This Tool Could Be Key to Preventing the Next Pandemic

How countries can speed up their ability to detect and respond to disease outbreaks

Dr. Tom Frieden
3 min readApr 21


Health workers in Arua District, Uganda amid the Ebola outbreak in DRC. Photo Credit: Resolve to Save Lives

We discover a new microbial threat, on average, every year. And that’s in addition to the hundreds of viruses, bacteria, and fungi we already know about that can cause disease in humans, become increasingly resistant to antimicrobials, and spread to new areas or in new ways.

Our world is increasingly interconnected. A new infectious disease threat can spread across the globe in just 36 hours. Climate change and human intrusions into previously untouched wilderness areas heighten the risk of animal diseases infecting and spreading among humans. Once a disease takes hold in a population, it’s extremely hard to eradicate. Only two diseases — smallpox in humans and rinderpest in cattle — have been eradicated.

Given these factors, another pandemic threat is inevitable and could emerge anytime from anywhere. That may sound scary, but there are steps countries and communities around the world can take to reduce this risk and stop outbreaks from escalating. This isn’t theoretical — epidemics can and have been prevented.

One key? Improving how fast we detect and respond to outbreaks. Countries are coalescing around a new, galvanizing global target of “7–1–7” — aiming for every suspected and actual outbreak to be detected within 7 days, reported within 1 day, and have all essential control measures in place within the next 7 days. This gives countries a tool to use to assess and improve their efforts. Concrete goals for public health programs have worked well before, such as the 90–90–90 target (now 95–95–95 for 2030) which drove down AIDS deaths.

In a new study for Lancet Global Health, Resolve to Save Live’s Prevent Epidemics team and global colleagues applied the 7–1–7 approach to understand outbreak detection and control in 41 public health events in Brazil, Ethiopia, Liberia, Nigeria, and Uganda between 2018 and 2022.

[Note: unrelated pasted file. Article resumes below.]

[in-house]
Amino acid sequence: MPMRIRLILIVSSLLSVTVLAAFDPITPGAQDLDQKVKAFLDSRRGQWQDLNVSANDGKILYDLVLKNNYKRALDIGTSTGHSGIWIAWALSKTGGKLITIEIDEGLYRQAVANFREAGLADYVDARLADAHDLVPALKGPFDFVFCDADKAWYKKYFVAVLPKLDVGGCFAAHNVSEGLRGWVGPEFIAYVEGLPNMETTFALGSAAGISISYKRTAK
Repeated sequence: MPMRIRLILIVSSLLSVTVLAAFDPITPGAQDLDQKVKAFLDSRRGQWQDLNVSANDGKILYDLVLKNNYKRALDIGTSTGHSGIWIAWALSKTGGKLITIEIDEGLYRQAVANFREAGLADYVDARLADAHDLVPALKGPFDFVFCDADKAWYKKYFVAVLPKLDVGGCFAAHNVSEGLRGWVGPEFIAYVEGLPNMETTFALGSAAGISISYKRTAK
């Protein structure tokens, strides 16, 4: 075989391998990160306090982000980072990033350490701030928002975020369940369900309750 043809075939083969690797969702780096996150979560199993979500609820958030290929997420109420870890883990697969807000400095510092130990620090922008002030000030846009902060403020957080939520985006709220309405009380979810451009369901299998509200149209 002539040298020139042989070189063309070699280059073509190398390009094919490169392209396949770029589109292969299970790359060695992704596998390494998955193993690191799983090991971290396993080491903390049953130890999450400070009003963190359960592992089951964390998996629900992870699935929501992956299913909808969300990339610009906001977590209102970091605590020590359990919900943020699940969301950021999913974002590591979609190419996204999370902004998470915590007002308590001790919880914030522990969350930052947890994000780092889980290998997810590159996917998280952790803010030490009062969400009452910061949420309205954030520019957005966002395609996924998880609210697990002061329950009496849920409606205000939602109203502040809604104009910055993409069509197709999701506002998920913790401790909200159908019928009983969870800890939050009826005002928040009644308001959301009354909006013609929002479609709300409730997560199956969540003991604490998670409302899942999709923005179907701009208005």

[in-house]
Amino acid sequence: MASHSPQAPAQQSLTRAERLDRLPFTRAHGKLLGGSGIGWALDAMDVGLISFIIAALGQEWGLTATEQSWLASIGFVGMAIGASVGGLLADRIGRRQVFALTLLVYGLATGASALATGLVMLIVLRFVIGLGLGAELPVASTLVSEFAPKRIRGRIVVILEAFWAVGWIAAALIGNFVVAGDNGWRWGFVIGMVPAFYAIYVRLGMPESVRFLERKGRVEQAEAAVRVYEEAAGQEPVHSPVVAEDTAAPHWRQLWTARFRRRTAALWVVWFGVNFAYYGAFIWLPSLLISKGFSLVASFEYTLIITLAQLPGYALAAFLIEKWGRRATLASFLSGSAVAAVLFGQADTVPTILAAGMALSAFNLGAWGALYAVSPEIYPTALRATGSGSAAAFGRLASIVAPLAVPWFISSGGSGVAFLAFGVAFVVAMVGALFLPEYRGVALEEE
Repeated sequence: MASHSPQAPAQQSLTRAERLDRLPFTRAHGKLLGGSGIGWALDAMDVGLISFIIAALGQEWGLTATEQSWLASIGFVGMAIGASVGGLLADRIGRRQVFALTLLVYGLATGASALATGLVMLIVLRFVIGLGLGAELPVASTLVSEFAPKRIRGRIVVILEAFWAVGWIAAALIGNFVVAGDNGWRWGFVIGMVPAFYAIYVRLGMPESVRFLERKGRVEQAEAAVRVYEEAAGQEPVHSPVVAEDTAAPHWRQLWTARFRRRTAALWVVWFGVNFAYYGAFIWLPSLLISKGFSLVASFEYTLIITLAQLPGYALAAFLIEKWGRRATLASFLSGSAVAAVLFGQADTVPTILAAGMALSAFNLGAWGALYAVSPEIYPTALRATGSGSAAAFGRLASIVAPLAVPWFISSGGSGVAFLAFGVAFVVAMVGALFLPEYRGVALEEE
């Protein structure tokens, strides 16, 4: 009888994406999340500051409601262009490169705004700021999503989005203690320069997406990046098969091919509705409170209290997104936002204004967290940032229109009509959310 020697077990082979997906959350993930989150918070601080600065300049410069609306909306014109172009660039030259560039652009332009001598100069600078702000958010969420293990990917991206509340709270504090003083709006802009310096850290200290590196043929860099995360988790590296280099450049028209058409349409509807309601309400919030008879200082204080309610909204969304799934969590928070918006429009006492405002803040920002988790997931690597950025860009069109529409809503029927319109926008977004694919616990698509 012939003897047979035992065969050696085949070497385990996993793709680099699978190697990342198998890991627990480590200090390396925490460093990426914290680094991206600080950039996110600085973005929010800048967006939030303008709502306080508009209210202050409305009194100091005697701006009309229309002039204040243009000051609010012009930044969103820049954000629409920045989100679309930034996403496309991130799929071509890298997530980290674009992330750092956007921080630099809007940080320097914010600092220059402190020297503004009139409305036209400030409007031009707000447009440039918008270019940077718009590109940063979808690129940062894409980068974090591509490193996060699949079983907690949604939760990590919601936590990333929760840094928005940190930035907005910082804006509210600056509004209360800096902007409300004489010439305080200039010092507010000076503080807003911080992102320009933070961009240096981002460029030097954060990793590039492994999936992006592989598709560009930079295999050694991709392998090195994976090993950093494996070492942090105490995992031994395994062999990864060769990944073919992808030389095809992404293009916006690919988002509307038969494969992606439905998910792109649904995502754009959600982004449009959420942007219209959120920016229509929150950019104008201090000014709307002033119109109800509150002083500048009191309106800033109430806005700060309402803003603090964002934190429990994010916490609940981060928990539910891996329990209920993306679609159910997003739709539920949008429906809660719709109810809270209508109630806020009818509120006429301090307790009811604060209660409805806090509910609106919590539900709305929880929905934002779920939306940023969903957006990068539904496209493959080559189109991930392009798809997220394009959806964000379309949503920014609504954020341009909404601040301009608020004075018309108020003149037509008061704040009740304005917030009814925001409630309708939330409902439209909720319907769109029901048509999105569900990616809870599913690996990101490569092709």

The results are promising.

Researchers found that delays in detection, notification, and response directly affected the outcome of public health events, highlighting the importance of early action to contain and stop disease spread to save lives.

Of the 41 public health events, only 11 (27%) met the complete 7–1–7 target. Figuring out what went right and what can be improved is illuminating.

The most frequently observed bottleneck to detection was low levels of clinical suspicion by health workers, followed by delays in laboratory confirmation. In terms of reporting, the detecting entity in seven events didn’t communicate to the relevant authority; technological challenges for electronic surveillance or reporting systems also caused delays. Common bottlenecks to response were lack of resources for rapid response initiation, delayed laboratory confirmation, and limited availability or access to mitigation measures such as medication, vaccines and personal protective equipment. Applying the 7–1–7 approach exposed these bottlenecks and now health authorities can focus on where to accelerate and advocate, and hold themselves accountable for reducing time to detect, report and control the next outbreak.

It was further discovered that approximately half of the public health events met each target (54% of events met the target for detection, 71% notification, 49% early response). This demonstrates that these targets are achievable; the 7–1–7 approach provides a framework for both evaluation and prioritization.

A strength of the 7–1–7 target is that it complements existing preparedness measures — such as the World Health Organization’s (WHO) Joint External Evaluation (JEE), International Health Regulations (IHR), and After Action Reviews — to help identify bottlenecks, shape advocacy efforts, hold stakeholders accountable, and accelerate progress. A companion commentary in the Lancet by WHO highlights the role that the 7–1–7 target can play within existing preparedness frameworks by establishing more agile systems, particularly on the front lines, where outbreaks are often first detected. 7–1–7’s ability to promote agility and accountability in global health security will be crucial when — not if — we face the next pandemic.

The 7–1–7 Alliance, a new country-driven initiative, will provide technical assistance, financial support, and a growing global community of practice to help countries achieve the 7–1–7 target and be better prepared for health threats.

Recent outbreaks of Ebola, Marburg virus, and mpox in places where they haven’t occurred before demonstrate the urgency of strengthening preparedness and response systems everywhere. The microbial world is full of unknowns. Microbes might outnumber us — but we can outsmart them.



Dr. Tom Frieden

President and CEO, Resolve to Save Lives | Former CDC Director and NYC Health Commissioner | Focused on saving lives.